So, most of last week was spent in what we call “an exercise.” It simulated an invasion scenario and my job was to monitor how the Blue team (aka “the good guys”) defended their country against the Red team (aka “those rat bastards”) – and then see whether there were ways to make it more interesting. It was about as much fun as you can ever get paid to have, and it was absolutely exhilarating, exhausting fun. The stress of the whole week, though, was also oddly exhilarating, and it served to remind me that, unfortunately, I am often the best captain of my ship in a gale.
Back when I worked on a boat for a summer, the single-most valuable thing I learned was that the only way to safely steer through rough water is to point the prow of the ship directly into the oncoming waves and hold steady. It turned out that, for some reason, of all the people working on that ship, I was the most skilled at this. We sailed through three major storms and I was at the helm for each. During one such time, the waves were so high that, as we crested them, the schooner’s wooden underbelly rose out of the water before gravity and momentum tipped the shrieking vessel downwards to meet the oncoming surge. The memory of the force with which that little 88′ schooner slammed into the waves remains in my bones. So, too, does the astonishment that we didn’t become a mass of floating splinters.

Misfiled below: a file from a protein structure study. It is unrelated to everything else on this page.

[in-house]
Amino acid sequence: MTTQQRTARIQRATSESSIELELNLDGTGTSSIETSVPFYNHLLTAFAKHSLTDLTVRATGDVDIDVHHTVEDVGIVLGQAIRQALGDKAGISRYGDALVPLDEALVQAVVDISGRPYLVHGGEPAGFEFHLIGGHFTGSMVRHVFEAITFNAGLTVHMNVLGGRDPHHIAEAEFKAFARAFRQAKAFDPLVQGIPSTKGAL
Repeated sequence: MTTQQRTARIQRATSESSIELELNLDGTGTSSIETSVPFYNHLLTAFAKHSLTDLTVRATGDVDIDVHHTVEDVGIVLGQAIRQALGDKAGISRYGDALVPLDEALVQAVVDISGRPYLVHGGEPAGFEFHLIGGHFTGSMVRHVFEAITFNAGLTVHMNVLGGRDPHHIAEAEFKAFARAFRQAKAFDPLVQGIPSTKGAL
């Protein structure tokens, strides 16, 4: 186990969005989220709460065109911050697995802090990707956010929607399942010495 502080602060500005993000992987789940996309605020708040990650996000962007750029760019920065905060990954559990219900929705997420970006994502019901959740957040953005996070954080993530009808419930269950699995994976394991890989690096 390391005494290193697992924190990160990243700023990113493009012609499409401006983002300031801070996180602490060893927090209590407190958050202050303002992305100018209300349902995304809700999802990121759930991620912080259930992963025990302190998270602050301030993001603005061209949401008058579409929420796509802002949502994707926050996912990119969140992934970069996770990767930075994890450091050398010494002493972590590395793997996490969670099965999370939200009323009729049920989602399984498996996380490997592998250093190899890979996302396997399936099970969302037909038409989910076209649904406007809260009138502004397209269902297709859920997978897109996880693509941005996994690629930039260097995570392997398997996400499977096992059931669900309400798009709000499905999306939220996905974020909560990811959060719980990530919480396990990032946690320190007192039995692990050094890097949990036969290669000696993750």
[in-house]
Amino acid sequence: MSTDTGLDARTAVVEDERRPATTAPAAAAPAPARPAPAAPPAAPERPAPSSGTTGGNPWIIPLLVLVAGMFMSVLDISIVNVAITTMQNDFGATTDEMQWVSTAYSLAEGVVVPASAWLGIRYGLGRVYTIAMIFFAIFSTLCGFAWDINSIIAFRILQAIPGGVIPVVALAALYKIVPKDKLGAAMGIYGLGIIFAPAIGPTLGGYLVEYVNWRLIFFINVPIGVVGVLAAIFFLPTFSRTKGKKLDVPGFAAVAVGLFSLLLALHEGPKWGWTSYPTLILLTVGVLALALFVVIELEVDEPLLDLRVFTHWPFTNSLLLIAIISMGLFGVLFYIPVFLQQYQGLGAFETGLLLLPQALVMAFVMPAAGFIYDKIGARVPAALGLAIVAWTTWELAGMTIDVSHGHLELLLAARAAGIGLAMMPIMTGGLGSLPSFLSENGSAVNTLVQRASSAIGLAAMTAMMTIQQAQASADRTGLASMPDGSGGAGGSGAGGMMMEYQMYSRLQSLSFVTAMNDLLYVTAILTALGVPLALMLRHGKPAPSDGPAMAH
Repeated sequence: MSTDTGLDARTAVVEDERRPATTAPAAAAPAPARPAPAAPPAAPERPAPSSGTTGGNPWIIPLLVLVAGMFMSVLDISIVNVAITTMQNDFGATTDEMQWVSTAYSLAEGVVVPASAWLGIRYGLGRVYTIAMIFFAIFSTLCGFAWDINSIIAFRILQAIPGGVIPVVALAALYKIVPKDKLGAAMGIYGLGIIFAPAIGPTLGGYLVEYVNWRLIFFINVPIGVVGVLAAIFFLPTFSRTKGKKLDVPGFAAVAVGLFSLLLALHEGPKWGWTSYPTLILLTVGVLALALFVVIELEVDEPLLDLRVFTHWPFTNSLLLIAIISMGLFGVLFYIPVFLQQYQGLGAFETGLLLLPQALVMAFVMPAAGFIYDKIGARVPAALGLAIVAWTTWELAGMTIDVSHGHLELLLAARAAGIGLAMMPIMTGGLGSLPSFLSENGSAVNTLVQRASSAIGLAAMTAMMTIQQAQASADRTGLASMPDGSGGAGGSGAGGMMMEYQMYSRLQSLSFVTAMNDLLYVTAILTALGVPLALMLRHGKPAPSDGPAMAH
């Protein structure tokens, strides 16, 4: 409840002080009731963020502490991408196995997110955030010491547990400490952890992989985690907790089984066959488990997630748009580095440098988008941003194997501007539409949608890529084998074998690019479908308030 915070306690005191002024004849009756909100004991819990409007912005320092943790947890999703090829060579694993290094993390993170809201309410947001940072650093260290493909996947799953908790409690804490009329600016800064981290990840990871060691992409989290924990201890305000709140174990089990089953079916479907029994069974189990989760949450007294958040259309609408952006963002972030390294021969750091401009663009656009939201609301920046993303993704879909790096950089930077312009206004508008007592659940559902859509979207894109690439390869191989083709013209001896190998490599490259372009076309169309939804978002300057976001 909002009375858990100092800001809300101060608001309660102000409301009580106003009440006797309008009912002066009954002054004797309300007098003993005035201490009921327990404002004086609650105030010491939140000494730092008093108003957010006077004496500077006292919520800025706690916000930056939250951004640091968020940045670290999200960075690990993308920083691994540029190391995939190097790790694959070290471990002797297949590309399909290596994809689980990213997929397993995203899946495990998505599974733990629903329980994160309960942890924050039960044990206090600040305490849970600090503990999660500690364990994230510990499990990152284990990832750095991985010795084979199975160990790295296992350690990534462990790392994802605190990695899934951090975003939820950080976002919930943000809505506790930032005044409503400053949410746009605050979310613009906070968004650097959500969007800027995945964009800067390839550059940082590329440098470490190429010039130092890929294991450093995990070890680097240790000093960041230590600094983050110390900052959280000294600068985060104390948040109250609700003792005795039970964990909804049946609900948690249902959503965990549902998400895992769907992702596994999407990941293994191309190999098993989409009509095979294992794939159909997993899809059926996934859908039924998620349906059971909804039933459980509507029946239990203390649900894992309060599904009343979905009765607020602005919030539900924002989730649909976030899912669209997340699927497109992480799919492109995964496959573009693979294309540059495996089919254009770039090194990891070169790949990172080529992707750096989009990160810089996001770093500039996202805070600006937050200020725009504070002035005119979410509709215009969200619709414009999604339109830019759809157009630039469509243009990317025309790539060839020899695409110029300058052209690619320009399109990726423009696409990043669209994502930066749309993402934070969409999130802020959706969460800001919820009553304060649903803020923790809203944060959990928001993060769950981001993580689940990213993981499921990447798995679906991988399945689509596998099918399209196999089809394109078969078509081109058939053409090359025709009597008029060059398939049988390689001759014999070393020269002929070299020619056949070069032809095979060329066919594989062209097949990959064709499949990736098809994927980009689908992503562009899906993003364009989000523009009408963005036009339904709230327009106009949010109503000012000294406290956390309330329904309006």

I don’t know if I’m necessarily a person of extremes, and I don’t think I actively look for rough waters. But as my spiritual advisor, Dorothy Parker, put is, “They sicken of the calm, who knew the storm.” Fare forward, voyager.